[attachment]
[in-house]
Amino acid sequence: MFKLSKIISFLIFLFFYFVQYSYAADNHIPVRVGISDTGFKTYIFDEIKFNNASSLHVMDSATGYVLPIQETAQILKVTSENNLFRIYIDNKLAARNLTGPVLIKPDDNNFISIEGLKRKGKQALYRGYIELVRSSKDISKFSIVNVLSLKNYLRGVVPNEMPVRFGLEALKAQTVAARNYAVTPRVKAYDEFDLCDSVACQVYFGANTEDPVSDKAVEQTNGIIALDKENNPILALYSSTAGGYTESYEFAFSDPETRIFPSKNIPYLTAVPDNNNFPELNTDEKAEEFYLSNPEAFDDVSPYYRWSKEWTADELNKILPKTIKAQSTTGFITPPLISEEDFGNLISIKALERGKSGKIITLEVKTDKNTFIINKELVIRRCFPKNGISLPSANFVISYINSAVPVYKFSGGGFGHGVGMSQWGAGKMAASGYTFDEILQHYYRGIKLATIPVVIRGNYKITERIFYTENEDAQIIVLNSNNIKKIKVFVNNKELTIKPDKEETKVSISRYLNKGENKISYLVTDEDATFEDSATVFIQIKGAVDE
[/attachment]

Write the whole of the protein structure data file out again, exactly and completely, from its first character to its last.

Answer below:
[in-house]
Amino acid sequence: MFKLSKIISFLIFLFFYFVQYSYAADNHIPVRVGISDTGFKTYIFDEIKFNNASSLHVMDSATGYVLPIQETAQILKVTSENNLFRIYIDNKLAARNLTGPVLIKPDDNNFISIEGLKRKGKQALYRGYIELVRSSKDISKFSIVNVLSLKNYLRGVVPNEMPVRFGLEALKAQTVAARNYAVTPRVKAYDEFDLCDSVACQVYFGANTEDPVSDKAVEQTNGIIALDKENNPILALYSSTAGGYTESYEFAFSDPETRIFPSKNIPYLTAVPDNNNFPELNTDEKAEEFYLSNPEAFDDVSPYYRWSKEWTADELNKILPKTIKAQSTTGFITPPLISEEDFGNLISIKALERGKSGKIITLEVKTDKNTFIINKELVIRRCFPKNGISLPSANFVISYINSAVPVYKFSGGGFGHGVGMSQWGAGKMAASGYTFDEILQHYYRGIKLATIPVVIRGNYKITERIFYTENEDAQIIVLNSNNIKKIKVFVNNKELTIKPDKEETKVSISRYLNKGENKISYLVTDEDATFEDSATVFIQIKGAVDE